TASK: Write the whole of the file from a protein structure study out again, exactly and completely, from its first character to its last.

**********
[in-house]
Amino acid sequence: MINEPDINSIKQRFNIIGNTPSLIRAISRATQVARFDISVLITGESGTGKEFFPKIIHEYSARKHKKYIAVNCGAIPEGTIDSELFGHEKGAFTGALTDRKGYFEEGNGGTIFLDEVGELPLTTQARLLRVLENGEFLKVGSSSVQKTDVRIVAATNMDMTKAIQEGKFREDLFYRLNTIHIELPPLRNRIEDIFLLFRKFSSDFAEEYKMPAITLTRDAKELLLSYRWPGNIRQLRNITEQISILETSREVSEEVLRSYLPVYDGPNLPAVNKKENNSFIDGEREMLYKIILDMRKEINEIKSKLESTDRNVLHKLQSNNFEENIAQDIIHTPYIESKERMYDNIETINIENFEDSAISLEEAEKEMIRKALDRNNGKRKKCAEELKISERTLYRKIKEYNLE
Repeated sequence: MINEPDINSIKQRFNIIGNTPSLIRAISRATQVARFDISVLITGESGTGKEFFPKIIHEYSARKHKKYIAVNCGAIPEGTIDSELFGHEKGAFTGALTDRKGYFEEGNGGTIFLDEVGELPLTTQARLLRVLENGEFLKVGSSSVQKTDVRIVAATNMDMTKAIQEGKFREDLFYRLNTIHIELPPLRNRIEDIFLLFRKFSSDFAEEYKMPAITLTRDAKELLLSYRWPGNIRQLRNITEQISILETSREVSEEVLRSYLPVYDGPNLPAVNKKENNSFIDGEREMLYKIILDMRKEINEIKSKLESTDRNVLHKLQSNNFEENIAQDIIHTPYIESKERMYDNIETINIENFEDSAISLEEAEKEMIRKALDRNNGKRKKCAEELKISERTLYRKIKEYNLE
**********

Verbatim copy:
[in-house]
Amino acid sequence: MINEPDINSIKQRFNIIGNTPSLIRAISRATQVARFDISVLITGESGTGKEFFPKIIHEYSARKHKKYIAVNCGAIPEGTIDSELFGHEKGAFTGALTDRKGYFEEGNGGTIFLDEVGELPLTTQARLLRVLENGEFLKVGSSSVQKTDVRIVAATNMDMTKAIQEGKFREDLFYRLNTIHIELPPLRNRIEDIFLLFRKFSSDFAEEYKMPAITLTRDAKELLLSYRWPGNIRQLRNITEQISILETSREVSEEVLRSYLPVYDGPNLPAVNKKENNSFIDGEREMLYKIILDMRKEINEIKSKLESTDRNVLHKLQSNNFEENIAQDIIHTPYIESKERMYDNIETINIENFEDSAISLEEAEKEMIRKALDRNNGKRKKCAEELKISERTLYRKIKEYNLE
Repeated sequence: MINEPDINSIKQRFNIIGNTPSLIRAISRATQVARFDISVLITGESGTGKEFFPKIIHEYSARKHKKYIAVNCGAIPEGTIDSELFGHEKGAFTGALTDRKGYFEEGNGGTIFLDEVGELPLTTQARLLRVLENGEFLKVGSSSVQKTDVRIVAATNMDMTKAIQEGKFREDLFYRLNTIHIELPPLRNRIEDIFLLFRKFSSDFAEEYKMPAITLTRDAKELLLSYRWPGNIRQLRNITEQISILETSREVSEEVLRSYLPVYDGPNLPAVNKKENNSFIDGEREMLYKIILDMRKEINEIKSKLESTDRNVLHKLQSNNFEENIAQDIIHTPYIESKERMYDNIETINIENFEDSAISLEEAEKEMIRKALDRNNGKRKKCAEELKISERTLYRKIKEYNLE